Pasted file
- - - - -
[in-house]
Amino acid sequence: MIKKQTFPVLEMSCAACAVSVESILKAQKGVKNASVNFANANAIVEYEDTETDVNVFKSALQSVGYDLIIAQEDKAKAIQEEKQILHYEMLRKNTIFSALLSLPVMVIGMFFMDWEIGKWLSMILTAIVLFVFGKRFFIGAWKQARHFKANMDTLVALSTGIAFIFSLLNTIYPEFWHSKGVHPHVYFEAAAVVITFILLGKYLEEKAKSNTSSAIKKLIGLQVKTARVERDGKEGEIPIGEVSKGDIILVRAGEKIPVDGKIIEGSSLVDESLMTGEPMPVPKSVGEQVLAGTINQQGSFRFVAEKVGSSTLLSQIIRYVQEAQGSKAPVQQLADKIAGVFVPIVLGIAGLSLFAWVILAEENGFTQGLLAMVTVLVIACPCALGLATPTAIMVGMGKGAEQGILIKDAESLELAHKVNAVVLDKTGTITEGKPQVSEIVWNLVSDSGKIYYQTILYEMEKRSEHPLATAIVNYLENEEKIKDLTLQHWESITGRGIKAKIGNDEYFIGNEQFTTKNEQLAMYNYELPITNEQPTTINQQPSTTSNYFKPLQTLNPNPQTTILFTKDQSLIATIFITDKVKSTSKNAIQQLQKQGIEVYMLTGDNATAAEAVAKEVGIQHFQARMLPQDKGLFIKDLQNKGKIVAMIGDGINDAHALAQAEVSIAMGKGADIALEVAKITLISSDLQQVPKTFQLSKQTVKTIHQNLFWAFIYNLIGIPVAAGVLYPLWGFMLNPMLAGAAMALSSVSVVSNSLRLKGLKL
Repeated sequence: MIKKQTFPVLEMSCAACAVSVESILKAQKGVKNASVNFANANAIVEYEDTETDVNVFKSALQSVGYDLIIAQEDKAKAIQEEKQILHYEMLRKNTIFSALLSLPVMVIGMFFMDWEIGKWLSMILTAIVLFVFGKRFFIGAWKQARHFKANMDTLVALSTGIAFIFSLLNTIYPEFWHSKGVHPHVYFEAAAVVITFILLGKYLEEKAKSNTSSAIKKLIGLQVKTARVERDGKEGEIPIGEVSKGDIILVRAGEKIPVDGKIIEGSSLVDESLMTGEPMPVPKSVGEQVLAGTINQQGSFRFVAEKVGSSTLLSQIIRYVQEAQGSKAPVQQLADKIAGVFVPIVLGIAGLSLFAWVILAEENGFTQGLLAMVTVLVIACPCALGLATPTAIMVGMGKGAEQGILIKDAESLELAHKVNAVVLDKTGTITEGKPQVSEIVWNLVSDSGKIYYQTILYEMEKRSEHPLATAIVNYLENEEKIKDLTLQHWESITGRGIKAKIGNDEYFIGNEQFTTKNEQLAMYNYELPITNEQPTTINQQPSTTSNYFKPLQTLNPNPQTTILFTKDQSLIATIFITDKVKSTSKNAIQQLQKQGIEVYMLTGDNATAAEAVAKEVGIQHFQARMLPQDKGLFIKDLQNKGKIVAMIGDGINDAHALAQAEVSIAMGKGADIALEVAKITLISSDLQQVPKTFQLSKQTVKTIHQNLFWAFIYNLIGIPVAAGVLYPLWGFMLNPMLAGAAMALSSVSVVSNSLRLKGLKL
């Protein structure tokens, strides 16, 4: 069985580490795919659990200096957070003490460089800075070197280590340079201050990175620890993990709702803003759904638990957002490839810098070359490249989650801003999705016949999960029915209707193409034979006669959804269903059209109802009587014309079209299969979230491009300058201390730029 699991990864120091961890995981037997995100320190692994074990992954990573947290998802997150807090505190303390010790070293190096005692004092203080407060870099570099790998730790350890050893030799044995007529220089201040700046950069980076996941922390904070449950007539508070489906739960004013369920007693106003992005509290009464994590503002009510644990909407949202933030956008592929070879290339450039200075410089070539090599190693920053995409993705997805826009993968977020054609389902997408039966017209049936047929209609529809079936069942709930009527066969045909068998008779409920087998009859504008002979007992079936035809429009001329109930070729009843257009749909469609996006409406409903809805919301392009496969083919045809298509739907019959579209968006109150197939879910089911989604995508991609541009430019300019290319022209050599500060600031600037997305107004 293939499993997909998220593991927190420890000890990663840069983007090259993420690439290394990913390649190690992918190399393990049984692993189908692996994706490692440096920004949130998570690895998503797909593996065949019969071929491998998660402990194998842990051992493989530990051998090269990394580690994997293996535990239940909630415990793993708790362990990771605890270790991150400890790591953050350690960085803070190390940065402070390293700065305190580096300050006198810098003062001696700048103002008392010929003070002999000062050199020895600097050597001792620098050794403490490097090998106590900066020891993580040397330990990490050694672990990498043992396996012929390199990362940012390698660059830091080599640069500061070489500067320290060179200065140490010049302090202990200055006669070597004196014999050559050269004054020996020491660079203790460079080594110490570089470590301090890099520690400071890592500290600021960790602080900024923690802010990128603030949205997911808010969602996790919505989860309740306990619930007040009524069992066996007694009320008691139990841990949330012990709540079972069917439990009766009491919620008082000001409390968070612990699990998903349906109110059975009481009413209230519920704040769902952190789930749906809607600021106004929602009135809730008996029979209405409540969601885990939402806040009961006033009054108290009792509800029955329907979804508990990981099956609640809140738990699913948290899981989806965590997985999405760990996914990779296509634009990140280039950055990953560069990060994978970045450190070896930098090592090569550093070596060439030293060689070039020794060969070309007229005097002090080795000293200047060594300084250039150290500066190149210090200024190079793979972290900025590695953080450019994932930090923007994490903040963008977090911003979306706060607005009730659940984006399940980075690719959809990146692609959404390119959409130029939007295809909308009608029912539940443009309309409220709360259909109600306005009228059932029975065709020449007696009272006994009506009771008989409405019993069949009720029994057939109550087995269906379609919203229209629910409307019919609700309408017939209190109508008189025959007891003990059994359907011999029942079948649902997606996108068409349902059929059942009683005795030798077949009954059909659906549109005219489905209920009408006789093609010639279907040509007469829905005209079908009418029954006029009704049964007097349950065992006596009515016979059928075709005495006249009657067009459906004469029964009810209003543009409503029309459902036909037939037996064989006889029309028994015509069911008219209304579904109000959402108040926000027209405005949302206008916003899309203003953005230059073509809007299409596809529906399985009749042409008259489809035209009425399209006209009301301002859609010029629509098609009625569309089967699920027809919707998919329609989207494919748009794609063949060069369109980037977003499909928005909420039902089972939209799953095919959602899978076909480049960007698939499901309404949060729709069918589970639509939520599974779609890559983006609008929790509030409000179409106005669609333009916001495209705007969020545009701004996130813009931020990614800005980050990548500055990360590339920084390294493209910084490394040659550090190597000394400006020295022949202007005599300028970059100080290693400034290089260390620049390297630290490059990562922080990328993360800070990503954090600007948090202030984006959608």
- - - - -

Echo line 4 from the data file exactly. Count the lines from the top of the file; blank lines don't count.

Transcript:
């Protein structure tokens, strides 16, 4: 069985580490795919659990200096957070003490460089800075070197280590340079201050990175620890993990709702803003759904638990957002490839810098070359490249989650801003999705016949999960029915209707193409034979006669959804269903059209109802009587014309079209299969979230491009300058201390730029 699991990864120091961890995981037997995100320190692994074990992954990573947290998802997150807090505190303390010790070293190096005692004092203080407060870099570099790998730790350890050893030799044995007529220089201040700046950069980076996941922390904070449950007539508070489906739960004013369920007693106003992005509290009464994590503002009510644990909407949202933030956008592929070879290339450039200075410089070539090599190693920053995409993705997805826009993968977020054609389902997408039966017209049936047929209609529809079936069942709930009527066969045909068998008779409920087998009859504008002979007992079936035809429009001329109930070729009843257009749909469609996006409406409903809805919301392009496969083919045809298509739907019959579209968006109150197939879910089911989604995508991609541009430019300019290319022209050599500060600031600037997305107004 293939499993997909998220593991927190420890000890990663840069983007090259993420690439290394990913390649190690992918190399393990049984692993189908692996994706490692440096920004949130998570690895998503797909593996065949019969071929491998998660402990194998842990051992493989530990051998090269990394580690994997293996535990239940909630415990793993708790362990990771605890270790991150400890790591953050350690960085803070190390940065402070390293700065305190580096300050006198810098003062001696700048103002008392010929003070002999000062050199020895600097050597001792620098050794403490490097090998106590900066020891993580040397330990990490050694672990990498043992396996012929390199990362940012390698660059830091080599640069500061070489500067320290060179200065140490010049302090202990200055006669070597004196014999050559050269004054020996020491660079203790460079080594110490570089470590301090890099520690400071890592500290600021960790602080900024923690802010990128603030949205997911808010969602996790919505989860309740306990619930007040009524069992066996007694009320008691139990841990949330012990709540079972069917439990009766009491919620008082000001409390968070612990699990998903349906109110059975009481009413209230519920704040769902952190789930749906809607600021106004929602009135809730008996029979209405409540969601885990939402806040009961006033009054108290009792509800029955329907979804508990990981099956609640809140738990699913948290899981989806965590997985999405760990996914990779296509634009990140280039950055990953560069990060994978970045450190070896930098090592090569550093070596060439030293060689070039020794060969070309007229005097002090080795000293200047060594300084250039150290500066190149210090200024190079793979972290900025590695953080450019994932930090923007994490903040963008977090911003979306706060607005009730659940984006399940980075690719959809990146692609959404390119959409130029939007295809909308009608029912539940443009309309409220709360259909109600306005009228059932029975065709020449007696009272006994009506009771008989409405019993069949009720029994057939109550087995269906379609919203229209629910409307019919609700309408017939209190109508008189025959007891003990059994359907011999029942079948649902997606996108068409349902059929059942009683005795030798077949009954059909659906549109005219489905209920009408006789093609010639279907040509007469829905005209079908009418029954006029009704049964007097349950065992006596009515016979059928075709005495006249009657067009459906004469029964009810209003543009409503029309459902036909037939037996064989006889029309028994015509069911008219209304579904109000959402108040926000027209405005949302206008916003899309203003953005230059073509809007299409596809529906399985009749042409008259489809035209009425399209006209009301301002859609010029629509098609009625569309089967699920027809919707998919329609989207494919748009794609063949060069369109980037977003499909928005909420039902089972939209799953095919959602899978076909480049960007698939499901309404949060729709069918589970639509939520599974779609890559983006609008929790509030409000179409106005669609333009916001495209705007969020545009701004996130813009931020990614800005980050990548500055990360590339920084390294493209910084490394040659550090190597000394400006020295022949202007005599300028970059100080290693400034290089260390620049390297630290490059990562922080990328993360800070990503954090600007948090202030984006959608």